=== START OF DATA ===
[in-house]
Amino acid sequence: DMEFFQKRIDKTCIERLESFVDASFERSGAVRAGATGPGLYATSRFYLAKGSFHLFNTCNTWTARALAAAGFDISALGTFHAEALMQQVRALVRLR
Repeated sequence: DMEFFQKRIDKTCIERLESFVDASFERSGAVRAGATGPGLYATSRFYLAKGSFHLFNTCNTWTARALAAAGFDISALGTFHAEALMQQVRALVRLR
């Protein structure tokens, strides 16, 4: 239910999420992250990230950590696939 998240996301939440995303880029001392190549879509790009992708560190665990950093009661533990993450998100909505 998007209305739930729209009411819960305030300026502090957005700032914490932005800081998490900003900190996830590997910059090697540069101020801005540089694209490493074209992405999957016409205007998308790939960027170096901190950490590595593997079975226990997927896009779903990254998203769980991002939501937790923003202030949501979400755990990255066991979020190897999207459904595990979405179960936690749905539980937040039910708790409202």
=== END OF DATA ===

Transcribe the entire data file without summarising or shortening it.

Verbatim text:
[in-house]
Amino acid sequence: DMEFFQKRIDKTCIERLESFVDASFERSGAVRAGATGPGLYATSRFYLAKGSFHLFNTCNTWTARALAAAGFDISALGTFHAEALMQQVRALVRLR
Repeated sequence: DMEFFQKRIDKTCIERLESFVDASFERSGAVRAGATGPGLYATSRFYLAKGSFHLFNTCNTWTARALAAAGFDISALGTFHAEALMQQVRALVRLR
């Protein structure tokens, strides 16, 4: 239910999420992250990230950590696939 998240996301939440995303880029001392190549879509790009992708560190665990950093009661533990993450998100909505 998007209305739930729209009411819960305030300026502090957005700032914490932005800081998490900003900190996830590997910059090697540069101020801005540089694209490493074209992405999957016409205007998308790939960027170096901190950490590595593997079975226990997927896009779903990254998203769980991002939501937790923003202030949501979400755990990255066991979020190897999207459904595990979405179960936690749905539980937040039910708790409202």